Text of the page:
Hydrocephalus of the brain occurs when there is an imbalance in how
cerebrospinal fluid (CSF) is made and absorbed, or in
how it flows. One way to classify this condition is by how the imbalance
occurs. There are two main ways:
Nonobstructive, or communicating,
hydrocephalus occurs when the CSF flows out of the chambers of the brain (ventricles) and into
the spinal canal, but it is not reabsorbed normally by the tissue surrounding
the brain and spinal cord. Sometimes this type of hydrocephalus corrects
Obstructive, or noncommunicating,
hydrocephalus occurs when the CSF does not flow properly between or out of the
brain ventricles because of an obstruction, such as from a malformation or
In very rare cases the brain tissue makes too much CSF and the body
can't properly absorb or distribute the high amount of fluid. This is called
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Cerebrospinal fluid sometimes builds up rapidly, such as with an
injury, and can cause sudden and severe damage if not treated. Other times the
fluid gradually accumulates and may not cause problems right away.
Types of hydrocephalus include:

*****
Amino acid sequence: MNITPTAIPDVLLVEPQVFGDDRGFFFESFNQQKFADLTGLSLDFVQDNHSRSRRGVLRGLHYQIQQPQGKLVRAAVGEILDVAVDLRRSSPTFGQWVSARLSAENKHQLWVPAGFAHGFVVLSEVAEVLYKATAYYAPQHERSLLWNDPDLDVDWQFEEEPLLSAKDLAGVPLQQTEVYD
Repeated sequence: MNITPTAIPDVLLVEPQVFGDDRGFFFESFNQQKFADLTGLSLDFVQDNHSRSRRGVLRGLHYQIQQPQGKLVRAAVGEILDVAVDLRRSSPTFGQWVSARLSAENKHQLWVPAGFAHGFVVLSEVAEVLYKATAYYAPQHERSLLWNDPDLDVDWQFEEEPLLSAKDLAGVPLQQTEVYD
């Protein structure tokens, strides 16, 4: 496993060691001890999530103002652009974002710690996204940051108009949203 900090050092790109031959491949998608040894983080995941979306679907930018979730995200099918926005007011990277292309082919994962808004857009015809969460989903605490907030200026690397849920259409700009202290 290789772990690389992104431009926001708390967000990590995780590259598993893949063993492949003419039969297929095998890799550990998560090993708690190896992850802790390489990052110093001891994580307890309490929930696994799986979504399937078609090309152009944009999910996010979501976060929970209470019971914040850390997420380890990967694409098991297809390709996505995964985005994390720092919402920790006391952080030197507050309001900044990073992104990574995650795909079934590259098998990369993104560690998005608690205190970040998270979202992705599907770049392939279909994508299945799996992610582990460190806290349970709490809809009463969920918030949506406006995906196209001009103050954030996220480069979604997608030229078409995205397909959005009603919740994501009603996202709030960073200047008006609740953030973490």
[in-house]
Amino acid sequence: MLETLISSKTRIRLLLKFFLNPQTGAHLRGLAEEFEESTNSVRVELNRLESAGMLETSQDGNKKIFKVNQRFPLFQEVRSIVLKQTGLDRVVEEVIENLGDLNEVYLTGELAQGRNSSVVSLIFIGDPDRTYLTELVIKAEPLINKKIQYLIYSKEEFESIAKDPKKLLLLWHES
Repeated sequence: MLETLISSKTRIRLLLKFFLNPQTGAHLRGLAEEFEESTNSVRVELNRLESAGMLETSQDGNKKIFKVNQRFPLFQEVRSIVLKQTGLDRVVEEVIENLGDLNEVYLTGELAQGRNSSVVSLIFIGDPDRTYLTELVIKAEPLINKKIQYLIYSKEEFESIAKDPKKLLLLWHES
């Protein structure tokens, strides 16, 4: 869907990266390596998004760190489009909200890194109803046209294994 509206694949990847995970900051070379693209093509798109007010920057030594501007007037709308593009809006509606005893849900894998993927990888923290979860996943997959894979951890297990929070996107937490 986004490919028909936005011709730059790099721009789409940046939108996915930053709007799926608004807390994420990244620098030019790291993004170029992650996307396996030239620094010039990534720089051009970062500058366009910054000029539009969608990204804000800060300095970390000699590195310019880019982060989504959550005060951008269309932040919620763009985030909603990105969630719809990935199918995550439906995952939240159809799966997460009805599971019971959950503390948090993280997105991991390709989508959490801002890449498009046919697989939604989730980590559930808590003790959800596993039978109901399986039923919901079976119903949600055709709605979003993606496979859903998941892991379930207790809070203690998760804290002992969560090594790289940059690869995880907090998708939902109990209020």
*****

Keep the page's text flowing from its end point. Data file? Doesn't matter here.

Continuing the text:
Congenital hydrocephalus, which is
present at birth. Congenital hydrocephalus may be caused by physical problems
with how CSF flows or is made or absorbed, by infections or trauma during fetal
development, or by
teratogens. It may be linked with other birth
defects that affect the spine, especially open
neural tube defects.
hydrocephalus, which develops at the time of birth or later. It can be caused
by infections such as
meningitis, bleeding, injury, or a
Normal-pressure hydrocephalus, which usually develops in
people who are age 55 or older. It is a potentially treatable cause of
dementia. This type of hydrocephalus often occurs
after head trauma, infections, and bleeding within the
Ex-vacuo hydrocephalus, which occurs when there is damage to
the brain caused by
stroke or traumatic injury. This type of hydrocephalus
may not be a health danger for some people, in which case treatment is not
With all types of hydrocephalus, early detection and treatment are
important to minimize or prevent long-term problems.
In this article
This information is produced and provided by the National
Institute (NCI). The information in this topic may have changed since it was written. For the most current information, contact the National
Institute via the Internet web site at http://
.gov or call 1-800-4-CANCER.
WebMD Medical Reference from Healthwise
March 12, 2014
This information is not intended to replace the advice of a doctor.
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